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Everything posted by 123pop

  1. What went wrong?? I tried single firing on a few platters I wanted to get out by Christmas. What a mess. Poured glaze on one side(undersides were left unglazed). Used 20/20 clear and commercial matte clear. Both crawled considerably. One little area had some cracking but it blended easily. There was no chipping off of glaze. It seemed very stable. I candled the load overnight and did my 2hr each setting in my kiln sitter kiln. I also had 3 raw mugs with different glazes I just dipped and they turned out fine. I don't think I will try it again.
  2. She used a fettling knife and was very efficient. Since we were struggling with it she suggested to use a eye shadow brush, the little hard ones. If the design wasn't to detailed even a finger could soften the edges. The real trick was how to glaze. How did you get the inside black and the outside white? I used one overall glaze and then turned the outer layer in glaze from the side.
  3. Took a double wall throwing class from a Korean potter EunSookKim. We threw an inner wall and saved enough clay to pull up an outer wall. A term she used that I never heard of was beveling the cuts. So after you cut out you soften the edges by trimming off the 90degree cut inside and outside.. The beauty of this type of pot is you can carve out just about anything since the inner wall supports the piece. My mountains, lizard and clouds. Ain't clay fun!!!!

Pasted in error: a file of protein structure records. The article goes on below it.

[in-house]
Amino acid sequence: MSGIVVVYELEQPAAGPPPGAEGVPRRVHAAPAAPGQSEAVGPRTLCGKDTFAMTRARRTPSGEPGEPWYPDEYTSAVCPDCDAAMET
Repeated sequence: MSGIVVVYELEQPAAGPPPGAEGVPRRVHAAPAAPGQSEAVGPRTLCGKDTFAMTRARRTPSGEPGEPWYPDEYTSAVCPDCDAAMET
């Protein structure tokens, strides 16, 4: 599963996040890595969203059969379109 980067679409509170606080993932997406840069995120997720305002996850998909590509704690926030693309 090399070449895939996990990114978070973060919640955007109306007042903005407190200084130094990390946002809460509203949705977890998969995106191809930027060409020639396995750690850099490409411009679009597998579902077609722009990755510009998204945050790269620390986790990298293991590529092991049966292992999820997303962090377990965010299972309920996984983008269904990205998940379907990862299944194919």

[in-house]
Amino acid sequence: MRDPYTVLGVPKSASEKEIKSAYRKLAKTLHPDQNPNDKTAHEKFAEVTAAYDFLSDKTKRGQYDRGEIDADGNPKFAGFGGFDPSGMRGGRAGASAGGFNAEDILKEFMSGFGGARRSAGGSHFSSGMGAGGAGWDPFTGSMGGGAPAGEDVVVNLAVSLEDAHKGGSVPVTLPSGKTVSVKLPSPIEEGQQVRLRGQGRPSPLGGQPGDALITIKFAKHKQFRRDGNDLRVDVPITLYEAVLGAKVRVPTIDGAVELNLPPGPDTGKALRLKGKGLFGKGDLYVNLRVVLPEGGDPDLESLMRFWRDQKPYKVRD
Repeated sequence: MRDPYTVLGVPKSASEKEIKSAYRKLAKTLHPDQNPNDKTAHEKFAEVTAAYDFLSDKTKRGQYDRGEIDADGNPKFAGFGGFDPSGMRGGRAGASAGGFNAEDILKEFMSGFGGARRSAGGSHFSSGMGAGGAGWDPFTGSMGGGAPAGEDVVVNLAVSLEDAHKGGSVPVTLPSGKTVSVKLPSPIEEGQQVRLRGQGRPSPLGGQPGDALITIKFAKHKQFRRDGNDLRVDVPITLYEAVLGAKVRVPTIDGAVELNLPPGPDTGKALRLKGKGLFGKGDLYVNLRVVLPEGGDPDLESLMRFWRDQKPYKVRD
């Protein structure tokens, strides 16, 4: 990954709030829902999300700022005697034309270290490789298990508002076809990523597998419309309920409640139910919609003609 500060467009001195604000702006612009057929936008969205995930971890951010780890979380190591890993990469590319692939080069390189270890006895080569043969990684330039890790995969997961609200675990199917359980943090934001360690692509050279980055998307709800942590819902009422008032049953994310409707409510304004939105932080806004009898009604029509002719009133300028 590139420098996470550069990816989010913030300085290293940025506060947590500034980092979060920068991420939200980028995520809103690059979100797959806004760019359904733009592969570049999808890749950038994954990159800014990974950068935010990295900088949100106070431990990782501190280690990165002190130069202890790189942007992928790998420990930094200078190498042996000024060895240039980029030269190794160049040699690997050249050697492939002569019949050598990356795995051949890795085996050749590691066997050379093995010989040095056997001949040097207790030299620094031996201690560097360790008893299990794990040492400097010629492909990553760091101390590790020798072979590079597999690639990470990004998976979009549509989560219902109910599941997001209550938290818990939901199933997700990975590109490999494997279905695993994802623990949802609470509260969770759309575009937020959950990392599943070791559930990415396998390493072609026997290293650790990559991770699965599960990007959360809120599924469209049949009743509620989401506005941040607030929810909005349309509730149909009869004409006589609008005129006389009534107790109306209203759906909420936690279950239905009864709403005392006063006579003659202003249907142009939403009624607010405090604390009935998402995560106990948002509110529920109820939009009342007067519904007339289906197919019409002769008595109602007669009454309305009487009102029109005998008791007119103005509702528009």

4. My friend and I have Pacifica's. The 1/4 HP is fine for the 7-8# we throw. They make a 1/2HP also. They are fairly quiet. Hers is 35 years old and runs fine. Mine is 5 yrs old and I like it very much. Pedal is good and splash pan is a good size but not too big. The table top is adequate to hold tools etc. And the price is a bit more reasonable. But we are not production potters.
  5. Your experiences do create who you are. I was a math student but had to take the required Art Appreciation class in college. Well when everyone else was studying the art masters, my professors idea was students had to try different art mediums and produce a project in each one. I would not have ever even known what a wheel was if not for that class. I threw a very thick 6" bottle with a thin neck and never forgot the experience. (Still have it somewhere). After 40 yrs I had an opportunity to try clay again and it is everything I remembered. It is dang....FUN. I now have a wheel and kiln in my garage, access to a great art center and enjoy the potters social life. Never underestimate what we give and take from life experiences.
  6. I think I got this one. 8000gms x .15% = 12gms chrome oxide (recipe) You put in 8000 x .75% = 60 gms You have 4x too much chrome oxide So you need to make up 32000gms (4X8000gms) of the original glaze minus the chrome oxide. Which with your original 8000gms = 40000 or 4 buckets of 10000gms . You need to buy 3 since you already have one Check answer. You will have 40000gms x .15% chrome = 60 gms chrome oxide. And you will have a lot of glaze. Why can I do this so much easier than throwing a pot???
  7. Nerd...you hit the nail on the head. " A professional will make a hard job appear easy" I mean really how hard can it be ... you threw it in "like" 5 minutes. Other arts and things do seem to take longer. Painting or wood making even sewing, quilting, climbing mountains but pottery ...it was a lump of clay now it is a mug. It has to be easy.